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digitalmars.D.learn - Save/load data to a file

reply "nobody" <somebody somewhere.com> writes:
I would like to be able to save and load a lot of data to/from a file. (in 
D1)
For example a struct like this:

struct Fruit
{
    int banana;
    double[][] orange;
    bool[] apple;
}

Practically all the examples that I've come across only deal with saving and 
loading text, so I'm having a hard time dealing with saving/loading 
arrays/floats/bools/etc.

What would be a good way to do this? 
Nov 16 2008
next sibling parent reply Christopher Wright <dhasenan gmail.com> writes:
nobody wrote:
 I would like to be able to save and load a lot of data to/from a file. (in 
 D1)
 For example a struct like this:
 
 struct Fruit
 {
     int banana;
     double[][] orange;
     bool[] apple;
 }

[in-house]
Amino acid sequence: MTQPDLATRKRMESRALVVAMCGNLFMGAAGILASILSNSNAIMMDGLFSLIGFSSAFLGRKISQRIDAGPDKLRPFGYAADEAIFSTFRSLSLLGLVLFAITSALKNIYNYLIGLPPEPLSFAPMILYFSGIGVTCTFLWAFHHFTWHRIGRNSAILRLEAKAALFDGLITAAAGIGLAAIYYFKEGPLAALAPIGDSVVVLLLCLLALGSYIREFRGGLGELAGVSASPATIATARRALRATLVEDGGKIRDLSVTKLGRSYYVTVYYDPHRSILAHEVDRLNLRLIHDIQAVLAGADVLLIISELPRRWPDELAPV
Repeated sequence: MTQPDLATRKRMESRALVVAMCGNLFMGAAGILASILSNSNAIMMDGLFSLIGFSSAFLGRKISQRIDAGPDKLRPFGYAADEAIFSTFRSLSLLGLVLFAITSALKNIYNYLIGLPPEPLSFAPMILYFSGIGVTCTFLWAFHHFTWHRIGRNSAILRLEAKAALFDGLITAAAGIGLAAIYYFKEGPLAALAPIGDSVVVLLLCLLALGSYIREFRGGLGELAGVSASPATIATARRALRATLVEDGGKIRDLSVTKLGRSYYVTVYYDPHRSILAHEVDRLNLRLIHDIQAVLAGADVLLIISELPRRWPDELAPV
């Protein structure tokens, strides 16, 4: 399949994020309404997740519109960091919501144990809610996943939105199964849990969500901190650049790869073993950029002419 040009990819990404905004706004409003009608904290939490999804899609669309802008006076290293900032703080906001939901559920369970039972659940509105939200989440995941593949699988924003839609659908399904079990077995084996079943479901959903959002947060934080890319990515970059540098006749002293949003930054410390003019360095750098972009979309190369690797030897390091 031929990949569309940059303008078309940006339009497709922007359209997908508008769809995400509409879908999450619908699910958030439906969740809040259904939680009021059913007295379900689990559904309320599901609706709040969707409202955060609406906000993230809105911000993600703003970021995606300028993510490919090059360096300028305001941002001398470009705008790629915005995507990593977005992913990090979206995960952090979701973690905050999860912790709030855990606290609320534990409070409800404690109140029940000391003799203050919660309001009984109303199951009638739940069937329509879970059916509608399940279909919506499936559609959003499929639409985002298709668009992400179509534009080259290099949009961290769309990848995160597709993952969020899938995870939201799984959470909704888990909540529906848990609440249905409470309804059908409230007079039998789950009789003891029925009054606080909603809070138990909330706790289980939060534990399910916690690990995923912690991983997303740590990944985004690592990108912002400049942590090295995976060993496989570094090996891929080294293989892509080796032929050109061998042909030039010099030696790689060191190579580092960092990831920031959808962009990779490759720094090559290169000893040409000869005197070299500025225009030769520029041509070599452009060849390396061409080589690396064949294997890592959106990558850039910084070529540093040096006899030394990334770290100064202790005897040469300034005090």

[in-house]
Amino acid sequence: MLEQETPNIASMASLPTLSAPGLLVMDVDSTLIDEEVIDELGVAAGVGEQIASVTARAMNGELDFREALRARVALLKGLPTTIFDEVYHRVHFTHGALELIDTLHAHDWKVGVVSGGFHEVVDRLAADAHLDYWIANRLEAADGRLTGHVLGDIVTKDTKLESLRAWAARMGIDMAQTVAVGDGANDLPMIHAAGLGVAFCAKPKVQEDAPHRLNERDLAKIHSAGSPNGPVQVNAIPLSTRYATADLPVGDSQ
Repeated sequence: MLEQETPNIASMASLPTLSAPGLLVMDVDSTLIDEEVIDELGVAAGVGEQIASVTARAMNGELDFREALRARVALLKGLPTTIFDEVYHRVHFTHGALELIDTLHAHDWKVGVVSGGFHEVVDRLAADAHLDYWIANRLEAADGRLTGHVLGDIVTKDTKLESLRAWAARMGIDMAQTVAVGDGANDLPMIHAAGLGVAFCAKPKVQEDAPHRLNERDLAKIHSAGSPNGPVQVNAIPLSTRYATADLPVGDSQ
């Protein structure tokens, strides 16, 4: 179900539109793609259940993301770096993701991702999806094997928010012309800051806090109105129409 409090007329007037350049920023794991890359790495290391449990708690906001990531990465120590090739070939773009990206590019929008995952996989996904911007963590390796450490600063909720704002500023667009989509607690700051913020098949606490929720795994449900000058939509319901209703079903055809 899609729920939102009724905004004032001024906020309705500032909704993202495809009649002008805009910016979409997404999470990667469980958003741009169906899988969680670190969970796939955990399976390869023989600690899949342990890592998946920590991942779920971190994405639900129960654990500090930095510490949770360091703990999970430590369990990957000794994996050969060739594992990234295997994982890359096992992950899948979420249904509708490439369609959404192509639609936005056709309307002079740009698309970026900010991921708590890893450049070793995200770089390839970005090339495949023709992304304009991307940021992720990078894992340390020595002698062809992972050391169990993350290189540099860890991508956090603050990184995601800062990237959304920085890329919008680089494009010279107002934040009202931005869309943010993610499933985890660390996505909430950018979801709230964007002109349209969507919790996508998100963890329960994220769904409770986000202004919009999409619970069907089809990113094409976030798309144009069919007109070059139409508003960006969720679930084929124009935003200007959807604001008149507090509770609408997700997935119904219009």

Practically all the examples that I've come across only deal with saving and 
 loading text, so I'm having a hard time dealing with saving/loading 
 arrays/floats/bools/etc.
 
 What would be a good way to do this? 

XML is commonly used, and while I don't particularly like it, I find it's still a reasonable choice in many circumstances. If you're using Tango, you can check out tango.text.xml.Document, which will let you construct an XML document, and tango.text.xml.DocPrinter, which will let you get the textual representation of such a document. In phobos, there's std.xml, which should offer equivalent functionality, but I haven't used it.
Nov 16 2008
next sibling parent bearophile <bearophileHUGS lycos.com> writes:
Christopher Wright:
 XML is commonly used, and while I don't particularly like it, I find 
 it's still a reasonable choice in many circumstances.

I don't know if a D library is available for Json file format, it has some advantages and some disadvantages over XML (). Bye, bearophile